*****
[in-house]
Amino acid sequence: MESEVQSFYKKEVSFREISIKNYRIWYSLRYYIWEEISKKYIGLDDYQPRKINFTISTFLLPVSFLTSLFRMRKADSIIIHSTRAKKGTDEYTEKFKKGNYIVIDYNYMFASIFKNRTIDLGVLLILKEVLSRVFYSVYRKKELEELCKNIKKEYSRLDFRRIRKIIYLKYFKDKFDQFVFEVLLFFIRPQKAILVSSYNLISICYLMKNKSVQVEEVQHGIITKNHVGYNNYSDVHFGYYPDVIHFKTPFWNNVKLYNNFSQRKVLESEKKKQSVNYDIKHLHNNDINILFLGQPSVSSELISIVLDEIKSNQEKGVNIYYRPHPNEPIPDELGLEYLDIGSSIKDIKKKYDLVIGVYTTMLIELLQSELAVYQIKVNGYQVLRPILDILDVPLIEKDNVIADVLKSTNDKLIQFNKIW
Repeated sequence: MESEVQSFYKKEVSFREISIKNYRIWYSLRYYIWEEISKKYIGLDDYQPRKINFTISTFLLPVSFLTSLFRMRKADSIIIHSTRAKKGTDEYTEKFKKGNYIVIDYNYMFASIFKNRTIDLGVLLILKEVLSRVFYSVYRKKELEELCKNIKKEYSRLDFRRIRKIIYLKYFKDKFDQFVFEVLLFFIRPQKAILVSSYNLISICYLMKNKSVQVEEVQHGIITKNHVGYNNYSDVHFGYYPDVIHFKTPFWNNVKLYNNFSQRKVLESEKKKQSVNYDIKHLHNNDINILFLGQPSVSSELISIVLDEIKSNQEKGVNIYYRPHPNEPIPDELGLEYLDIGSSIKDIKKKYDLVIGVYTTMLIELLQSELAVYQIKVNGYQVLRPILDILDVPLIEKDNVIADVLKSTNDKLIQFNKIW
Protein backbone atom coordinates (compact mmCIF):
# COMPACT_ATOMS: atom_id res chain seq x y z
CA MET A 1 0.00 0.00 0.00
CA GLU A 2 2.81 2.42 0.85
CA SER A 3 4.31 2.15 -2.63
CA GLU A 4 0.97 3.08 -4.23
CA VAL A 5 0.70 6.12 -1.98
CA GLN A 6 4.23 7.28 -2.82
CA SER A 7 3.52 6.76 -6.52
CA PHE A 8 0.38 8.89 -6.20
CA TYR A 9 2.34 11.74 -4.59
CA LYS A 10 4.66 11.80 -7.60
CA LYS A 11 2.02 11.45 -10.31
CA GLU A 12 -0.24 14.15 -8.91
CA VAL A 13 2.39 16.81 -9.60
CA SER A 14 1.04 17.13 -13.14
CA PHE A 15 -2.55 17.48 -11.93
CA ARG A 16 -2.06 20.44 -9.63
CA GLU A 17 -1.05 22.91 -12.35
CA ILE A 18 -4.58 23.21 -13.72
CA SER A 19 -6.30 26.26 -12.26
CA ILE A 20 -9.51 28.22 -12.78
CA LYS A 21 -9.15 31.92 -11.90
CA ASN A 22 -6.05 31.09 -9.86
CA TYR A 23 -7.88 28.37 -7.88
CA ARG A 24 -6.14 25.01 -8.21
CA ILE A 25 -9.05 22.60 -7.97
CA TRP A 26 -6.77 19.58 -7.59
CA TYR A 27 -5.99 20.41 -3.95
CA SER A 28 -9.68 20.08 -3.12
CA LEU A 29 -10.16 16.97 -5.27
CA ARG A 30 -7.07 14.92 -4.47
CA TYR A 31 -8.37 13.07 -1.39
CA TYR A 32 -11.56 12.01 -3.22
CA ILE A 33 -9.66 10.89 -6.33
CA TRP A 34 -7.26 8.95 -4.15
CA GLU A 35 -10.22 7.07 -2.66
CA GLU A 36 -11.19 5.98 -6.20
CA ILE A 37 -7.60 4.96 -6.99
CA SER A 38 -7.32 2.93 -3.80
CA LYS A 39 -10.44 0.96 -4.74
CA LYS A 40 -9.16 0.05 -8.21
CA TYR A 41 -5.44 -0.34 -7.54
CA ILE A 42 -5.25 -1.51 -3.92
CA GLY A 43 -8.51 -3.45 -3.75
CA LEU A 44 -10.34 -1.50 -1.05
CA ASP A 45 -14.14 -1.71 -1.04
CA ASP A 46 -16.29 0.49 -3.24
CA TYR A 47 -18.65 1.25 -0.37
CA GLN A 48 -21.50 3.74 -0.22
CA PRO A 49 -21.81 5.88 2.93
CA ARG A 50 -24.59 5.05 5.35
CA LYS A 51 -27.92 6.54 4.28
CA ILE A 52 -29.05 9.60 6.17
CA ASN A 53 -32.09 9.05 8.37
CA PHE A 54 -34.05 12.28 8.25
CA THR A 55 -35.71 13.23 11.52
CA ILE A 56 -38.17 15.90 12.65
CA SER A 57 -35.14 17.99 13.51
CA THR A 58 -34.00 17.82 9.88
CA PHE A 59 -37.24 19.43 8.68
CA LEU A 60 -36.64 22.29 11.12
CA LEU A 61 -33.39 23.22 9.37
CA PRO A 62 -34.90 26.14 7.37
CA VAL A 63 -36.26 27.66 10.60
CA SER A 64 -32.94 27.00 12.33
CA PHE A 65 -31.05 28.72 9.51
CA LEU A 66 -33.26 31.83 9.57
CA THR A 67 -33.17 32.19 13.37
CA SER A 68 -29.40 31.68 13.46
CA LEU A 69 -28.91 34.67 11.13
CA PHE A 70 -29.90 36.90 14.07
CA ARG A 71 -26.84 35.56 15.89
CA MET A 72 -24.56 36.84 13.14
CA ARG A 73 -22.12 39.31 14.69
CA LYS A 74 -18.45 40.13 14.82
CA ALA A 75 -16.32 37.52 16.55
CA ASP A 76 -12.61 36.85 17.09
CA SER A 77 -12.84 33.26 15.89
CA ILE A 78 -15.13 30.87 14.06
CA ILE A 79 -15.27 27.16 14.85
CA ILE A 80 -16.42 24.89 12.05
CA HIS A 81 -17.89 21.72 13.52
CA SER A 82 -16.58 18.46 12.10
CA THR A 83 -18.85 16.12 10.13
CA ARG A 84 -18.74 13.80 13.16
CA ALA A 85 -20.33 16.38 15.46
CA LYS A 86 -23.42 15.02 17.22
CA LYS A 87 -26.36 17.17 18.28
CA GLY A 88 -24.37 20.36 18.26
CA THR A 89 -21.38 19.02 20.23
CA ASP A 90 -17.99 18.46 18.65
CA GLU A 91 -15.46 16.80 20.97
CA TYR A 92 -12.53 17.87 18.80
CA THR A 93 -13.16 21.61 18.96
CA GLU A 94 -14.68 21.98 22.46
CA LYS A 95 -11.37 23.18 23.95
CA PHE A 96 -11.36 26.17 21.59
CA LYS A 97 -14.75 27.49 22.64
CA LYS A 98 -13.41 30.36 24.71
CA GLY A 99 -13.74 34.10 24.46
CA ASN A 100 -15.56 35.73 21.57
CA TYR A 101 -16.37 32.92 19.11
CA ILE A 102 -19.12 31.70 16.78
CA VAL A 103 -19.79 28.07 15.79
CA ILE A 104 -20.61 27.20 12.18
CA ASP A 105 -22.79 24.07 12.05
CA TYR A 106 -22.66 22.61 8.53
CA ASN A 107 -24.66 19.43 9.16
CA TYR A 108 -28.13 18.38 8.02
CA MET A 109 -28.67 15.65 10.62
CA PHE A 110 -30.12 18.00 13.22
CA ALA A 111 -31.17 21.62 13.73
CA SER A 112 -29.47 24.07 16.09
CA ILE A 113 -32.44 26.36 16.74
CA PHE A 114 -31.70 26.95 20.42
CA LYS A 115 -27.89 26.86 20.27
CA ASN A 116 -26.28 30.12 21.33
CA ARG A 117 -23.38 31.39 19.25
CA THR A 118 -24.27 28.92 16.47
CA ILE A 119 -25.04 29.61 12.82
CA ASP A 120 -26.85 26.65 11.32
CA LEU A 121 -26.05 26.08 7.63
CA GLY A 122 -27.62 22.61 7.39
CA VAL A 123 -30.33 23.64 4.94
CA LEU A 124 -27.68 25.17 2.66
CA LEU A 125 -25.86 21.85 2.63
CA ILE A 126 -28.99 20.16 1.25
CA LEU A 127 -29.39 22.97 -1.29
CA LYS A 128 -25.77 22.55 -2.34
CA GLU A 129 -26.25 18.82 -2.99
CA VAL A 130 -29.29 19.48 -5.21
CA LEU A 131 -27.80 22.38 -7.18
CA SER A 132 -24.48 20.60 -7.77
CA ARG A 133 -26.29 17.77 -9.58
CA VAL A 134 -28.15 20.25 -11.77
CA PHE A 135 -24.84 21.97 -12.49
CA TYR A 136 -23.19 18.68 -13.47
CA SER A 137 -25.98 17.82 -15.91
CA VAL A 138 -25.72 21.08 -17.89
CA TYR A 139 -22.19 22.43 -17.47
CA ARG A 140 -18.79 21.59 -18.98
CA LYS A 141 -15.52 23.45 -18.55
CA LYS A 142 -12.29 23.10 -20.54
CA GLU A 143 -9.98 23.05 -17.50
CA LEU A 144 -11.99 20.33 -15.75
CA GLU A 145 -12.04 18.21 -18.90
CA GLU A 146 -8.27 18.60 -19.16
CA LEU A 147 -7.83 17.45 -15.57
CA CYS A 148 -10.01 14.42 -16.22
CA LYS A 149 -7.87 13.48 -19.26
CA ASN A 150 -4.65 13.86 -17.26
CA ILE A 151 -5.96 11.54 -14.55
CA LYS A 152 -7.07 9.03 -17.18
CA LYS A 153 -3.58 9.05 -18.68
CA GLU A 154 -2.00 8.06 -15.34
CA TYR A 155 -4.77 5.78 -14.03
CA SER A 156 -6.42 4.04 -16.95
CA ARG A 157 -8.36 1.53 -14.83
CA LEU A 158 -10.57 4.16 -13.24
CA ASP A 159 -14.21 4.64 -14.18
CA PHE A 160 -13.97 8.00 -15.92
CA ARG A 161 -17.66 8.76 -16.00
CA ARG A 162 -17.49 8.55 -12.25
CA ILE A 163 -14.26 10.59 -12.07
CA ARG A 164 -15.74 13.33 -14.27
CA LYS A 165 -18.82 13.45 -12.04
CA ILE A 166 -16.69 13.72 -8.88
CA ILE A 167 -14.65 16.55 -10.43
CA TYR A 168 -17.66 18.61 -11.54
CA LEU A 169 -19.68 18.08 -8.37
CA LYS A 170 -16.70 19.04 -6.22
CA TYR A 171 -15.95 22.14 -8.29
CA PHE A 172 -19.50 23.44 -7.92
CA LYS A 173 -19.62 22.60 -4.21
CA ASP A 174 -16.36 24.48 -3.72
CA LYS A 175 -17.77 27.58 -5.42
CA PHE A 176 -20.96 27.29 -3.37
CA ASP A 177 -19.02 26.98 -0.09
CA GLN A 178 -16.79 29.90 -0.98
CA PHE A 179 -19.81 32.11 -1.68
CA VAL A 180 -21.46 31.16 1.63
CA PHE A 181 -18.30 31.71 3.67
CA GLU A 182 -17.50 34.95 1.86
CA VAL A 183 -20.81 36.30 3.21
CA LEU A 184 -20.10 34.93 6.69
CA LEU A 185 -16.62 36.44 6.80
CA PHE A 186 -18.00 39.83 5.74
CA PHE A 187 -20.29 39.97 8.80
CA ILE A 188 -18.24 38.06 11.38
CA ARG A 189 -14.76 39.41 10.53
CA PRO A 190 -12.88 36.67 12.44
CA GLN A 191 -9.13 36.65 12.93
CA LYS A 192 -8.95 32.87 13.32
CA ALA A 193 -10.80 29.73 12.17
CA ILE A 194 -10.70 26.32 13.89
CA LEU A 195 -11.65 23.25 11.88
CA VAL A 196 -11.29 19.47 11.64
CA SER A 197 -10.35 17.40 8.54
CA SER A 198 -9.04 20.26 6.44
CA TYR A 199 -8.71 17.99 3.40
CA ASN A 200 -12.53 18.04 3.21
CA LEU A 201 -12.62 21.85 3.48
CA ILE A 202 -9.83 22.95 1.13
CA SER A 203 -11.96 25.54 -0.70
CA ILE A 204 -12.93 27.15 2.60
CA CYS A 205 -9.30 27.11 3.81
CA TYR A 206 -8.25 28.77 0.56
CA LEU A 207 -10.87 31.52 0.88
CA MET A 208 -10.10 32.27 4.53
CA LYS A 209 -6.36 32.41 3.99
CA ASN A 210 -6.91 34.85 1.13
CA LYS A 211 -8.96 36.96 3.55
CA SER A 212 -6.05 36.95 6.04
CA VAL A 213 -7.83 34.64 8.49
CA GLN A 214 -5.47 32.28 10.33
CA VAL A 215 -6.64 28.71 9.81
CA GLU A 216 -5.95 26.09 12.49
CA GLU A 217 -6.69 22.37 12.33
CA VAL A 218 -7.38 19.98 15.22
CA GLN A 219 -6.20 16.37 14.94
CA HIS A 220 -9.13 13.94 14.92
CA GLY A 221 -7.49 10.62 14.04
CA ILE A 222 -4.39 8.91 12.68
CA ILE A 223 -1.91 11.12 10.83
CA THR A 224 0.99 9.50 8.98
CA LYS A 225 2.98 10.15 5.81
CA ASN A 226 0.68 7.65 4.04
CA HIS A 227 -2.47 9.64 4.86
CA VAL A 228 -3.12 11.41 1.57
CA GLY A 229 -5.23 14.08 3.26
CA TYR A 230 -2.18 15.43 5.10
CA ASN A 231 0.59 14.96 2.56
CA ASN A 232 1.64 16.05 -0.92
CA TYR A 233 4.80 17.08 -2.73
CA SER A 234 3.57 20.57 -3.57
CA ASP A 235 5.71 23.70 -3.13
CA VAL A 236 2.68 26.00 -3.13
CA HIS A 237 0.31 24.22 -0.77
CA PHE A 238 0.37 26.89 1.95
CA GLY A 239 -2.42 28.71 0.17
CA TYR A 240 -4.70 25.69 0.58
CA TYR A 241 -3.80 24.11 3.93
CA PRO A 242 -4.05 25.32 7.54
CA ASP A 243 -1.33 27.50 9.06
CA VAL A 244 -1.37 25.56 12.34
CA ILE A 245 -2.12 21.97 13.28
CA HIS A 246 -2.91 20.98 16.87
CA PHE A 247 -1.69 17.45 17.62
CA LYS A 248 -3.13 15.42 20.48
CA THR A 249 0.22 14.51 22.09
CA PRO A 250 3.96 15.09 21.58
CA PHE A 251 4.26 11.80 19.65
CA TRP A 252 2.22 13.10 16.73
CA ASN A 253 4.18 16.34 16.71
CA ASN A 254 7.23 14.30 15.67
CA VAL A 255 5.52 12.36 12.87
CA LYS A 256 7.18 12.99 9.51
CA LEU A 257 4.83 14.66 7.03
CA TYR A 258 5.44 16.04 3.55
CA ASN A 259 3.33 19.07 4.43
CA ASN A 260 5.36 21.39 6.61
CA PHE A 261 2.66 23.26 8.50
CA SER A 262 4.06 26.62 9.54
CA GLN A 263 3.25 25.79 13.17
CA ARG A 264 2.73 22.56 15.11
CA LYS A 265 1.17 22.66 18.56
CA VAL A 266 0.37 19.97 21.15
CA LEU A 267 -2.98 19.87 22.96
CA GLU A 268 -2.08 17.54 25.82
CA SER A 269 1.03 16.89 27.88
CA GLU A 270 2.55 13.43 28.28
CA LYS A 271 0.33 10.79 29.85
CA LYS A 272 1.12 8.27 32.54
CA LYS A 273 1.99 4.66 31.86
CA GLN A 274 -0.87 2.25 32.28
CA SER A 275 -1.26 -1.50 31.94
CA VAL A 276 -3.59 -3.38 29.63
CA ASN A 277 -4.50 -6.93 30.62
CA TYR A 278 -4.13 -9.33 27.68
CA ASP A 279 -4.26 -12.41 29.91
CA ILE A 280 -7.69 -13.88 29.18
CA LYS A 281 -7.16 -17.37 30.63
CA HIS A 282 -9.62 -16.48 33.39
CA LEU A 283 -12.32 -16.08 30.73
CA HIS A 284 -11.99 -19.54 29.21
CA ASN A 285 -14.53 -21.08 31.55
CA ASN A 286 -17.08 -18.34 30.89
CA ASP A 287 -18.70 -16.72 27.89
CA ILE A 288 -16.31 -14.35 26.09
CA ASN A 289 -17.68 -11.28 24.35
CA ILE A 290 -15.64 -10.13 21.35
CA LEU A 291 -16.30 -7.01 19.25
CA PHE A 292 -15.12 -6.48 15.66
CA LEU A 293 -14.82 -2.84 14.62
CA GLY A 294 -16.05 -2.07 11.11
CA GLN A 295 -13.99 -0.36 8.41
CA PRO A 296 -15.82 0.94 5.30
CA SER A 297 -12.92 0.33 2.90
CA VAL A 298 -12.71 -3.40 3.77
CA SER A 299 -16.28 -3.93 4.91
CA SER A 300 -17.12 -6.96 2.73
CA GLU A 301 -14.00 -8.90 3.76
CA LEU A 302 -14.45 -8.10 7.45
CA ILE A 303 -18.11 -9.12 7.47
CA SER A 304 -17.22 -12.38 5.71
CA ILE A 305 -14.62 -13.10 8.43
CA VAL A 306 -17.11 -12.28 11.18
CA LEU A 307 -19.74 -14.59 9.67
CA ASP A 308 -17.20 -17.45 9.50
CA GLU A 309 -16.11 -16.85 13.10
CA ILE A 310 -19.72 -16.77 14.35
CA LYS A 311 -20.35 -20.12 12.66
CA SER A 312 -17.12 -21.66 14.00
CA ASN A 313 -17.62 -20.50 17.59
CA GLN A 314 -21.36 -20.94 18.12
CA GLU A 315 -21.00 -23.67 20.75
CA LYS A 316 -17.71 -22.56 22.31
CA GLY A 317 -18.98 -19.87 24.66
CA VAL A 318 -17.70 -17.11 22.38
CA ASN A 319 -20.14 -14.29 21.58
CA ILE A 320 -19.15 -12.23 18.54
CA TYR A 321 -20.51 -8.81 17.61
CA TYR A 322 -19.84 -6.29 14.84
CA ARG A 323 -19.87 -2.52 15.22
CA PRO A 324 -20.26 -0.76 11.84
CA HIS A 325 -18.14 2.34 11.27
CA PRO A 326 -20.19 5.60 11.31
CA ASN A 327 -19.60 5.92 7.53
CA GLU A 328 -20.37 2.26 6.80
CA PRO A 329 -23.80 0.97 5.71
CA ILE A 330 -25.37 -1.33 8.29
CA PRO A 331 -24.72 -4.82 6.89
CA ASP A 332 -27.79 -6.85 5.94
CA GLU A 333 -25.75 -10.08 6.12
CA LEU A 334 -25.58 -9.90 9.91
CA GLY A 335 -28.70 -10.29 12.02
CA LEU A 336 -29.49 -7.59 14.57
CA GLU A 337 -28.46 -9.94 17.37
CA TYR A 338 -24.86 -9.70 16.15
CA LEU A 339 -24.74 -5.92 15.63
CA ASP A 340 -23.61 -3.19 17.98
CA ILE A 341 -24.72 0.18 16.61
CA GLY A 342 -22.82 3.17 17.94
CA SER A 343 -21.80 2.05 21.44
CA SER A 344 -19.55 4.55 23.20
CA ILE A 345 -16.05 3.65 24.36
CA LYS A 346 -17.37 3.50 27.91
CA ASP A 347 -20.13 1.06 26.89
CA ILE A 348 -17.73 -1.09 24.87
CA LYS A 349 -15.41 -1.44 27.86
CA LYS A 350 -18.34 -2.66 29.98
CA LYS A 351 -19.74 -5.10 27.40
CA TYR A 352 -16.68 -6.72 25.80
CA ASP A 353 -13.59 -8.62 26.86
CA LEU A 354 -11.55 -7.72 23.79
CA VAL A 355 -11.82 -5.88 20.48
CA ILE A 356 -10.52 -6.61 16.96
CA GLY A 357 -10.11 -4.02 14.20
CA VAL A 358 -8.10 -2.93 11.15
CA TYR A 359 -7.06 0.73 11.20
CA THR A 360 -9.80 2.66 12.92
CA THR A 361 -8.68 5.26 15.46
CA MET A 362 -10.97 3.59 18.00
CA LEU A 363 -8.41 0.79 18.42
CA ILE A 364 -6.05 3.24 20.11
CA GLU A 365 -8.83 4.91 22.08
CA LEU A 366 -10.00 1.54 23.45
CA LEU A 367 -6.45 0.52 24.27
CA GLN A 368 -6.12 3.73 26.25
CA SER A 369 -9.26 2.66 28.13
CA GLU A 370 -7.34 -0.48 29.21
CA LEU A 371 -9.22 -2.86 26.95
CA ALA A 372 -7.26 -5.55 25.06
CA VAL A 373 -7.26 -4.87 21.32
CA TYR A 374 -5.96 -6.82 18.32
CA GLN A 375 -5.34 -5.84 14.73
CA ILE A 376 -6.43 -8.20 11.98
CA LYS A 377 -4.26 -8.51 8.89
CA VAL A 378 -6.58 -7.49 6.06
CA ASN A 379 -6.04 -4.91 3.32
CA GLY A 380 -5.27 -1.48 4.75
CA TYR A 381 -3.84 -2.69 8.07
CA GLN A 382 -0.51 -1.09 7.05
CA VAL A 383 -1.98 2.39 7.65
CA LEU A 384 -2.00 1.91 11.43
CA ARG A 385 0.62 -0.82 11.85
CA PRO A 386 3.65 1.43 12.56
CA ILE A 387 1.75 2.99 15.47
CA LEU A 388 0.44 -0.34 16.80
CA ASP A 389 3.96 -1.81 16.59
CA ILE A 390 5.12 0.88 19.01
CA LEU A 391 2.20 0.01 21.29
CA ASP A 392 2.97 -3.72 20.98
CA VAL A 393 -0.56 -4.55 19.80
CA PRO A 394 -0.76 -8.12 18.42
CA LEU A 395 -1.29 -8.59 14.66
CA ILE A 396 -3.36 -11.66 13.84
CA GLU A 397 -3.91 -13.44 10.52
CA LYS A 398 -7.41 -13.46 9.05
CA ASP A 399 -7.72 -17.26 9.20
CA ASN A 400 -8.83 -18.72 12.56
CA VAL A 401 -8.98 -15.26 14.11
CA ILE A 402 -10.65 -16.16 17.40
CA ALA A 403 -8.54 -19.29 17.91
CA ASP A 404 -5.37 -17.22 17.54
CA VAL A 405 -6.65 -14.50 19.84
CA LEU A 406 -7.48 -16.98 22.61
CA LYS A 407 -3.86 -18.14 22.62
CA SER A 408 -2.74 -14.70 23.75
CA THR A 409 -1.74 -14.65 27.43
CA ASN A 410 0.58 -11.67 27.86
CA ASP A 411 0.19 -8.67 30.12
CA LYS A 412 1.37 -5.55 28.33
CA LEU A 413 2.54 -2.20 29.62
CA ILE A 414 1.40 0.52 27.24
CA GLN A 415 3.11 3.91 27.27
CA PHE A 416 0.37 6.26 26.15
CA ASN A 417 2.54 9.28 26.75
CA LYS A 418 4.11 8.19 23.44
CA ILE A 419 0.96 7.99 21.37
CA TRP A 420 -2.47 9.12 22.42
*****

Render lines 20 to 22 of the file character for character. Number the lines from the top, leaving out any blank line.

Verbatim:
CA PHE A 15 -2.55 17.48 -11.93
CA ARG A 16 -2.06 20.44 -9.63
CA GLU A 17 -1.05 22.91 -12.35